Is fidelity an idealistic concept? Household computers and the Internet, individual cell phones, busy schedules of career couples, ATM access to money, and easy, speedier travel -- the opportunities to have an affair are many.
A recent Loveology University survey conducted by Leanna Wolfe, Ph.D., reports: "Our survey attracted a very large percentage of people who had participated in the cheating triangle (being a cheater, cheated upon and/or a secret lover). Random sample surveys report about 22 percent of married men and 14 percent of married women cheat, while 67 percent of our male respondents and 59 percent of our female respondents who were either partnered or married report having cheated." More than 1,000 men and women participated in this survey voluntarily. Founded by Dr. Ava Cadell, Los Angeles-based Loveology University is an interactive resource for online training in all aspects of love, relationships, intimacy and sex.
The definition of cheating may mean different things to each partner. Men often feel that the lack of a physical relationship negates the act of cheating, whereas many women feel betrayed if there is an emotional commitment (such as Internet sex or clandestine meetings with a "friend"). Men and women also cheat for different reasons, such as the desire for increased sex, lack of emotional warmth, and even anger and retaliation against a purported betrayal. According to Wolfe, 72 percent "of people who cheat have also been cheated on." Female cheaters tend to be younger than male cheaters, ages 24-45 and ages 36-55 respectively.
Some of the commonly accepted telltale signs of cheating include abrupt secretiveness (such as leaving the room for a phone conversation); sudden changes in bathing, toiletry and dressing habits; sudden and unexplained withdrawals from the bank; defensiveness when a comment is made about the whereabouts of the individual; unfamiliar odors (e.g., perfume, smoke and sweat); secret bank accounts or unexpected bills; the opening of a post office box so that mail is rerouted; and frequent late nights.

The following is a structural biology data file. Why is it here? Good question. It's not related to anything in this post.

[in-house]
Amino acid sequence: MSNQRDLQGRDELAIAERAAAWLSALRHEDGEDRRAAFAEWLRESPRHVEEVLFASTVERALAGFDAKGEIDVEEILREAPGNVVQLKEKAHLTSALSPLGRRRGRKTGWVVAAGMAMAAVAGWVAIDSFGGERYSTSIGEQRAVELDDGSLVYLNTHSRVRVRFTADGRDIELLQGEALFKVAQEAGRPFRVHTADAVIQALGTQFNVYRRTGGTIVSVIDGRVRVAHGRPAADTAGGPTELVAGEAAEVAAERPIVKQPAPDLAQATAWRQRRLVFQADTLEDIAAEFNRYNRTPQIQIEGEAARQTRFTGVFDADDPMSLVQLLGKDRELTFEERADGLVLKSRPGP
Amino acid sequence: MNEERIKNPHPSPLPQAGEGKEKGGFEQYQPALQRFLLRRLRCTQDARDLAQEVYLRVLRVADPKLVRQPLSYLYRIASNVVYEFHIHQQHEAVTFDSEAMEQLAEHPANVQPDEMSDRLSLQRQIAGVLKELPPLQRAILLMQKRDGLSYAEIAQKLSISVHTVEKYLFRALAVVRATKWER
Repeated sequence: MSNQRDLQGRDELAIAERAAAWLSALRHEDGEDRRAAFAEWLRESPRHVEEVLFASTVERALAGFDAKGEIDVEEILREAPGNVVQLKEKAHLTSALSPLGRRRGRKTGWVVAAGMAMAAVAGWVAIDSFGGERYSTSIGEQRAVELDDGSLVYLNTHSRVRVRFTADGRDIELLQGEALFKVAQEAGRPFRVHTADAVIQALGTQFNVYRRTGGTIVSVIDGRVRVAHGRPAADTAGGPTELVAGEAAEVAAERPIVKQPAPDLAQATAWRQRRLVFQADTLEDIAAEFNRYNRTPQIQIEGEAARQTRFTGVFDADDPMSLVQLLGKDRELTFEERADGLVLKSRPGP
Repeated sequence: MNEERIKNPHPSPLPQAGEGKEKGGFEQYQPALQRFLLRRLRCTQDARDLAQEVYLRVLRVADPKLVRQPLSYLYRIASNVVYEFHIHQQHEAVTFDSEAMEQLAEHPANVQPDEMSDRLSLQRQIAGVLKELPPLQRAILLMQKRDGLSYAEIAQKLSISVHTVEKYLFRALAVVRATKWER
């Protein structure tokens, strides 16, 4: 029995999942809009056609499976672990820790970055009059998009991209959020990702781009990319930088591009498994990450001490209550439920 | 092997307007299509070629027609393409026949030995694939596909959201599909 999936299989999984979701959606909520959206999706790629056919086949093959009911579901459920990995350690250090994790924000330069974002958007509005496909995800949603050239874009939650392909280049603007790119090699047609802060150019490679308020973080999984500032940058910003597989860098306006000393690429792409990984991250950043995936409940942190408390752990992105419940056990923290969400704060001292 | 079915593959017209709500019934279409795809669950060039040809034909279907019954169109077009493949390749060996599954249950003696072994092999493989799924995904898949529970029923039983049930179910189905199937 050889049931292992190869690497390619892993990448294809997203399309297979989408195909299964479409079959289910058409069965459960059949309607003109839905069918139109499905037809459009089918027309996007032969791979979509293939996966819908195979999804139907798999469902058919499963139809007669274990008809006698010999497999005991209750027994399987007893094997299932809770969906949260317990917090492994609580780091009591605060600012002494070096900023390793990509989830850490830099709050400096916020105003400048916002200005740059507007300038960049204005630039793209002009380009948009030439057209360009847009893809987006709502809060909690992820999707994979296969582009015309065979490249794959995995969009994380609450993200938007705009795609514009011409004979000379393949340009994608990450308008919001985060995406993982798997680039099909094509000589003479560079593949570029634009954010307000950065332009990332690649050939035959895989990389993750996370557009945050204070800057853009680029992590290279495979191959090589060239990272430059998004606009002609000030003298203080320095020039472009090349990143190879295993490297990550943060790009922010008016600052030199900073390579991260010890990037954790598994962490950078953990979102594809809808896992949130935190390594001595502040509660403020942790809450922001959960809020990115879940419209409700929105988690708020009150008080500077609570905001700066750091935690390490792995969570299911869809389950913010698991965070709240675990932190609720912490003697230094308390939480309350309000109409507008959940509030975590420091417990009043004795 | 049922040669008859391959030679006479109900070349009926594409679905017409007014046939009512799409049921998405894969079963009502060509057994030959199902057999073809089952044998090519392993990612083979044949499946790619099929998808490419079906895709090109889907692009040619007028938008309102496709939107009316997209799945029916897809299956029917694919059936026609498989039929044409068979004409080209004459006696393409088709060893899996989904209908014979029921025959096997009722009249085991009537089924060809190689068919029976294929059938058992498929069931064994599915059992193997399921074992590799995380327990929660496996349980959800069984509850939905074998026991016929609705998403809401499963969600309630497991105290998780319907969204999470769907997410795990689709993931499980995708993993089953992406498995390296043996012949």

If you have serious reason to believe that your partner is cheating on you, make sure you have some kind of proof before confronting him or her. You don't necessarily have to hire a private investigator to tail your partner; there are other methods you can use to "catch him in the act." If you believe that cybersex is the "other woman," you can check the Web history and cookies on the computer. There are also devices that can record keystrokes. If the car's mileage seems to increase suddenly or the passenger seat's position has been moved and you think that might be the site of a mysterious rendezvous, a small voice-activated digital recorder hidden under the seat certainly will catch any nefarious activities. Using *69 on your phone lets you know who is calling your home and then hanging up when the wrong partner answers. Driving by his or her workplace during yet another late night can let you know whether there is really work going on.
You can make use of the latest technology and go "high-tech" in your quest to find proof of infidelity. Small GPS tracking devices can be concealed somewhere on a car to keep track of where your partner might be meeting someone else. A Cell Phone Spy, which looks a little like a thumb drive, reads and edits private data and deleted texts from any cell phone SIM card or smart card. A Stealth iBot Computer Spy takes only about five seconds to download information from your computer. Sound amplifier systems let you listen in on even whispered conversations.
Cadell says that monogamy "is a choice that we make when we want to make a commitment to someone. Infidelity is not the end of the world. As heartbreaking as it can be, I believe it is a wound that can be healed and relationships can survive." If you have survived an affair, you can put your relationship back together. Spend quality time together; communicate openly and freely; touch frequently; hold hands; caress; respect each other; and be interested in your partner's life.